After we bore witness to a raging firefight in and around the New York Stock Exchange, the second part of the Modern Warfare 3 presentation we were privy to earlier this week drew far closer to home, specifically London. An altogether stealthier affair than romping through the streets of NYC, this level sees you assume the identity of a soldier named Burns, part of an SAS squad sent to infiltrate a dockyard facility near Canary Wharf or, as Schofield put it beforehand, you're 'sent on a covert mission to the dock area to put some eyes on a target, combining air support with your team on the ground to get up close and gather intel'.
The level opens with a thermal map of the dock area, patrolling soldiers abound, with Burns and co. tucked away in the cover of nearby buiding. It transpires that the Russians are up to some pretty dastardly stuff, there are a bunch of suspicious trucks going to and from the warehouses, armed potentially with WMDs and bound for Westminster, and it's your job to find out exactly what's going on and put a stop to any nefarious machinations.
The London skyline was instantly recognisable thanks to the conspicuous spectre of One Canada Square in the distance, even if it's surroundings weren't entirely accurate, one suspects, for licensing reasons. The powers-that-be have been rather touchy about official representation of structures and organisations in games such as this following 7/7, and it's not too surprising that, for example, the TFL logos on the underground are notably absent.
But there's not too much time to sit and enjoy the scenery, the London Eye vaguely visible if you swing around far enough, there's wetwork to be done.
Sneaking through the yard, using containers and vehicles for cover, the initial approach is taken up with dispatching Russian guards as quietly as possible. As you enter the warehouse, the ruthless efficiency of your sniper companions camped elsewhere comes to light as their laser sights swiftly and clinically dispatch a couple of guards as you step in through the doorway.
Moving on towards the trucks, shit hits fan and the SAS team is exposed, prompting a rampant firefight as stealth breaks down into bullet-peppered chaos. After fighting off a seemingly endless horde of miscreants, a bunch of the ringleaders jump into a 4x4 and take off, heading straight for the old tunnels, the SAS lot left staring at an empty truck and no package.
So into the Tube system we go. The Modern Warfare franchise is no stranger to the ridiculous and, let's be honest, we love it. We don't want realism, not really. We want to see things like John McClane fighting a jet single-handed, or Jason Bourne taking out a man with a pen, or James Bond chasing bad guys across the Millennium Dome. Things like chasing down a speeding Tube train, loaded with nuclear weapons and machine gun-toting bad guys with a clapped out Jeep. The train comes out of nowhere, racing past, it's carriages empty but for a few terrorists, spewing forth death in millimetres, and for a few moments you forget about the target truck in front of you.
The music, along with the Jeep's spluttering engines, roars into life. Gunfire ricochets off of tunnel walls, the train goes screaming past, the wheels complaining as they're forced to turn faster than they ever have before. The air is full of cacophonous discord, shrieking strings forced together with screeching metal and, as the action hurtles through a busy Docklands station, the confused cries of bystanders just waiting for their train home. The camera is just as wild as the music, your driver desperately attempting to avoid the architectural hazards in front of him as you try and play pin the bullet on the baddie.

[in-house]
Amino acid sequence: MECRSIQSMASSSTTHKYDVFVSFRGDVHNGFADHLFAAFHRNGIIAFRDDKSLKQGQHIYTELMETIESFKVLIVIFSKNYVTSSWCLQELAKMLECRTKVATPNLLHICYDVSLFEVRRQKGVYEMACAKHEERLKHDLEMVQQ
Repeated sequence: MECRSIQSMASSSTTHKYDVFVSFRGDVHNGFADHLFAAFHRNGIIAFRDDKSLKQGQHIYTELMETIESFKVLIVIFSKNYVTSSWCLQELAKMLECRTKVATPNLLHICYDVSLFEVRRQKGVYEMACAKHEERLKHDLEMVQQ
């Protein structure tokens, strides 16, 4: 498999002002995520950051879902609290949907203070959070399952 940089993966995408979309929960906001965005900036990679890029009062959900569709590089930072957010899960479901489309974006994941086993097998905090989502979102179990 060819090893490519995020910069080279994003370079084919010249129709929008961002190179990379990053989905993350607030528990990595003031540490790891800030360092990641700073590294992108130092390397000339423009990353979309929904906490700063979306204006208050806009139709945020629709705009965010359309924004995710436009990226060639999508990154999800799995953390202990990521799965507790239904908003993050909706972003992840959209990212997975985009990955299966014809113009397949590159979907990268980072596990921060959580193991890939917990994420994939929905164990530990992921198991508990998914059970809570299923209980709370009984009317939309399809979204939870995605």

The truck is still there, though, and they have a mounted turret. As you train your sights on the driver, squeezing the trigger finger, the bullets fly and the truck swerves wildly into the path of the train. As with any Hollywood-esque chase sequence, a grand pursuit requires a grand finish, and Mind The Gap is well up to the task. You eliminate the train's driver and the train begins to lean, uprooted from its tracks by the wayward truck, like a whip the carriages swing round, taking out pillars and archways, crumbling rock and brick and dust fills the air, the noise is incredible now. More pillars, more arches fall, as the flipped train goes flying, finally coming to a halt in a bed of its own waste.
The whole room catches its breath.
The Faily Fail Daily Mail has already had a token go at this next bit, all rampant hysteria, large words, no facts, spurious arguments from those too lazy to engage properly with the material on any sort of level. I won't lie, there's a certain ambivalence to it. On the one hand, you're saving your city, defending your land, it's recognisable, familiar and evocative. On the other, it's a little bit uncomfortable, the trademark symbols of London, the running, screaming bystanders adding an extra dimension to the action. But that's a good thing. You're locked in, utterly engaged, and this is still without a controller in hand.
Modern Warfare doesn't really do serious, but rather cashes in on the spectacle of war, the primal nature of a perceived good vs bad battle. It doesn't offer up deep questions as such, and if it does, it certainly doesn't provide any answers, but that's not its job. Perhaps most importantly, it doesn't pretend to be anything it's not. The graphical choices, going with framerate over fidelity, is a telling clue regarding the series' missions statement: to provide a high-octane, action-packed cinematic FPS experience that sets the heart racing. On this evidence, they're well on the way to another cracking Christmas season.